oddly the only Move record to have any impact on the American charts. Finally, the new Roy Wood/Jeff Lynne/Bev Bevan album was finished and released under the name of The Electric Light Orchestra (name derived from the Midland Light Orchestra). A single from the album, 10538 Overture, made the top ten in the British charts and a national tour along with radio and TV appearances to promote the new band followed. The group by this time also included Richard Tandy (previously with The Uglys) on bass guitar, Bill Hunt (from Breakthru) on piano and french horn, cellists Andy Craig and Hugh McDowell, and Wilf Gibson on violin. The album was a critical success, but sold poorly due to the experimental nature of most of the songs. Jeff Lynne would later remark that much of it sounded like “a load of old dustbins falling down the stairs” though he has since acknowledged it as ground-breaking and innovative for that time.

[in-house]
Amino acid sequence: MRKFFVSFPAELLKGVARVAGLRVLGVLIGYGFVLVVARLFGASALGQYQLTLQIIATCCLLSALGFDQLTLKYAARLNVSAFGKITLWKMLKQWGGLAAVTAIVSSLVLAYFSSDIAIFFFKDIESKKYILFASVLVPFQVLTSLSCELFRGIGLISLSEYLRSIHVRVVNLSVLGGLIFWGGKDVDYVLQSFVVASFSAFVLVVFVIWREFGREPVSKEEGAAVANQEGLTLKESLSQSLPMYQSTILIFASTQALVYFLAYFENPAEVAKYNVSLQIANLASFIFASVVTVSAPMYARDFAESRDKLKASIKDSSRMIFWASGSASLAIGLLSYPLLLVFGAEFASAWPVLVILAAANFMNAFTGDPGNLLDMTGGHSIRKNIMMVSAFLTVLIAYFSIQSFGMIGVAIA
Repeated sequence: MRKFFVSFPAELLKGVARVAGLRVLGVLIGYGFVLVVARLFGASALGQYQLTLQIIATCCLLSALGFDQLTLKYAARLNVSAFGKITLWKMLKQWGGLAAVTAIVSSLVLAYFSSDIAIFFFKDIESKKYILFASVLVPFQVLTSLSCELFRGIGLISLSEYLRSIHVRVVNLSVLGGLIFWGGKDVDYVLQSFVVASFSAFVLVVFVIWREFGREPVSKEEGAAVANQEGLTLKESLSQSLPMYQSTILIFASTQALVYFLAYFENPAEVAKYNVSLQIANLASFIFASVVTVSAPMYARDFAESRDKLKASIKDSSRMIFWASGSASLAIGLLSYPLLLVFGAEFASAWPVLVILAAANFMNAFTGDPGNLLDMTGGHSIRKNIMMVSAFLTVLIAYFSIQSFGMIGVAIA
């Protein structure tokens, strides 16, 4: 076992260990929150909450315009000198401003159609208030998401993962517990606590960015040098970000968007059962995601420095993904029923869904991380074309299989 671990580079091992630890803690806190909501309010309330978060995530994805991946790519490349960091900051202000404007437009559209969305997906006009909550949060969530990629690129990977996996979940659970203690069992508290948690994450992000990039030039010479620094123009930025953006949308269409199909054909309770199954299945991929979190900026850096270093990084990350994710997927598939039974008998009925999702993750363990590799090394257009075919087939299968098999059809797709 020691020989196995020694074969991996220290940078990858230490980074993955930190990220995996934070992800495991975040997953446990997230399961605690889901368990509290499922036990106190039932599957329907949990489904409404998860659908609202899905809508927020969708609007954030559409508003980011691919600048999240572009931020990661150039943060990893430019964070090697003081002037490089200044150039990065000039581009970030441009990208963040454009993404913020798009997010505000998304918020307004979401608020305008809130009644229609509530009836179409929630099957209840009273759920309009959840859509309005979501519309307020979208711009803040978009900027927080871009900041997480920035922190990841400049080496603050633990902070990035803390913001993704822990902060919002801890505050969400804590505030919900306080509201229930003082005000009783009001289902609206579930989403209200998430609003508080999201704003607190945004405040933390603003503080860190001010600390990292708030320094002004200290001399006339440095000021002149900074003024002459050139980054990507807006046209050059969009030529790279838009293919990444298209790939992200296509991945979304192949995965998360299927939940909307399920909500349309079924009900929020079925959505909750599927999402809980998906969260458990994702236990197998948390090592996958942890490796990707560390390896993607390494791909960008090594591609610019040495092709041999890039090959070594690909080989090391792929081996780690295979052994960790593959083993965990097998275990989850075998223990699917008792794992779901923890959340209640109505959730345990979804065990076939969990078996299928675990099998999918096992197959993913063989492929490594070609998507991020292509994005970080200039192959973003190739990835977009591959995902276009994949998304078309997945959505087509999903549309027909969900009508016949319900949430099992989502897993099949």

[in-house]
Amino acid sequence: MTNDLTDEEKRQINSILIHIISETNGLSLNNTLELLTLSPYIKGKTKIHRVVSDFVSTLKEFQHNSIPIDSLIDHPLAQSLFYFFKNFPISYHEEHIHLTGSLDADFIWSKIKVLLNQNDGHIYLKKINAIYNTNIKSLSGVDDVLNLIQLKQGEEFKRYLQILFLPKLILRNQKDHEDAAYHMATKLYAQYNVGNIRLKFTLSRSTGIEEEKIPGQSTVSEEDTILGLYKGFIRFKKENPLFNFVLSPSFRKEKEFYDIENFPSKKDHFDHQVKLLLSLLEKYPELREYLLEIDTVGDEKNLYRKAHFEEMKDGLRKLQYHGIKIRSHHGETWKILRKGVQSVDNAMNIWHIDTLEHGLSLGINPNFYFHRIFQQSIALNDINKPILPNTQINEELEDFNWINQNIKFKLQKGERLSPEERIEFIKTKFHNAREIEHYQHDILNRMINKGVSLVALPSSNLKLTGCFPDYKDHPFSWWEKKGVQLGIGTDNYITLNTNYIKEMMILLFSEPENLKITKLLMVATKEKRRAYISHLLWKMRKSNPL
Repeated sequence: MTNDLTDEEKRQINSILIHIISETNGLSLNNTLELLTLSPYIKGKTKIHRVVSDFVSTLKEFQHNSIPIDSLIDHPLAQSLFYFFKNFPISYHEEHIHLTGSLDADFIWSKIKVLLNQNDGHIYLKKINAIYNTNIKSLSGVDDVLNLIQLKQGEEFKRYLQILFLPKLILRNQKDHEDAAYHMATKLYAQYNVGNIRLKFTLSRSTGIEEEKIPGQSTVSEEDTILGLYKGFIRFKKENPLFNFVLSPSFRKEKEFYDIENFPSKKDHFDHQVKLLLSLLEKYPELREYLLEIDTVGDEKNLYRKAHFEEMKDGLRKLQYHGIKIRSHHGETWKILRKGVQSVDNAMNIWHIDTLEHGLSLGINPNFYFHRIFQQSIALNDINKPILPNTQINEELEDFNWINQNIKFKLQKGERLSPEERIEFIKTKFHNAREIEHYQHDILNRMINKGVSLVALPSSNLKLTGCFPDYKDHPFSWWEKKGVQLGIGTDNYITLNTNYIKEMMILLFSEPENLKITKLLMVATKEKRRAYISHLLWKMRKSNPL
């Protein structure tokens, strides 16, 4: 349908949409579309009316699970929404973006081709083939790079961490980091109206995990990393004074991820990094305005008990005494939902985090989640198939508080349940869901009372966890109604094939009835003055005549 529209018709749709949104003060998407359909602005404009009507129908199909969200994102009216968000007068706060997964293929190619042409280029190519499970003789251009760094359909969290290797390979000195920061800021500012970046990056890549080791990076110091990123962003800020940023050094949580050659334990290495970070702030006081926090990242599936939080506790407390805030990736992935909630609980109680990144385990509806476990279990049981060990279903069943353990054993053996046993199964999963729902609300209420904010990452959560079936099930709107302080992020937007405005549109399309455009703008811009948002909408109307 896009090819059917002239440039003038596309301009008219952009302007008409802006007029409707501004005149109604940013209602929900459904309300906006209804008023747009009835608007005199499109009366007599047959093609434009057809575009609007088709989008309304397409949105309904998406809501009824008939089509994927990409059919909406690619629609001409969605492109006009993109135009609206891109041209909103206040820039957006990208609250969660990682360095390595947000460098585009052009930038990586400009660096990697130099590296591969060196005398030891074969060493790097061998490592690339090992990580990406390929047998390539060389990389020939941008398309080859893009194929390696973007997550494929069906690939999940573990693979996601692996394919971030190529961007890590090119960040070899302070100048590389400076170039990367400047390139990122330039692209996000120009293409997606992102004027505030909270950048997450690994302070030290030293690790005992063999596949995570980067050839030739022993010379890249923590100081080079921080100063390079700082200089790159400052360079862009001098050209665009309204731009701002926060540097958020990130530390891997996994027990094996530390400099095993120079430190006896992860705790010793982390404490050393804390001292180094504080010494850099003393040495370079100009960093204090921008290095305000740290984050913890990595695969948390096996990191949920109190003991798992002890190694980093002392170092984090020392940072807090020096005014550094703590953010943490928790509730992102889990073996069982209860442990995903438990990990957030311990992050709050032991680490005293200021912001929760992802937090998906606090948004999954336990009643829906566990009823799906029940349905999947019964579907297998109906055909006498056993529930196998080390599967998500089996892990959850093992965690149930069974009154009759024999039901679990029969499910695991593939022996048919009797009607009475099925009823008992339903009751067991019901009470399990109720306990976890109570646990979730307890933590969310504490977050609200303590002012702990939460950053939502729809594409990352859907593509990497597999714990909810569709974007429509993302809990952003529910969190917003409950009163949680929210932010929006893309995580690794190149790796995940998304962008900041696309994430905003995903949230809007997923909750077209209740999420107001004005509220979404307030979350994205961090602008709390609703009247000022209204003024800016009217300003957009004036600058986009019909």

The Wizzard: After reportedly falling-out with Jeff Lynne from differences in opinion over musical direction
and coupled with the difficulties in reproducing the Electric Light Orchestra sound live on stage,
Roy Wood left the group in early 1973. He soon formed a new band called Wizzard (see Mongrel) which included former Move member Rick Price, drummers Charlie Grima (see The Ghost) and Keith Smart (see The Uglys), saxophonists Mike Burney and Nick Pentelow, and fellow ELO defectors Bill Hunt on piano and Hugh McDowell on cello. After a successful debut at London’s Wembley Stadium, Wizzard shot to the forefront of the “Glam Rock” movement and released several top selling singles including two No. 1 hits in 1973; See My Baby Jive and Angel Fingers as well as the seasonal favourite I Wish It Could Be Christmas Everyday. Roy Wood’s chart success continued until the late 1970s and after several years of writing and producing for other artists, continues to perform today with his own Roy Wood Big Band as well as making regular appearances on local TV and radio.

Meanwhile, the Electric Light Orchestra (or ELO) now under Jeff Lynne’s control, along with remaining original Move member Bev Bevan, went on to become one of the most successful bands of the 1970s,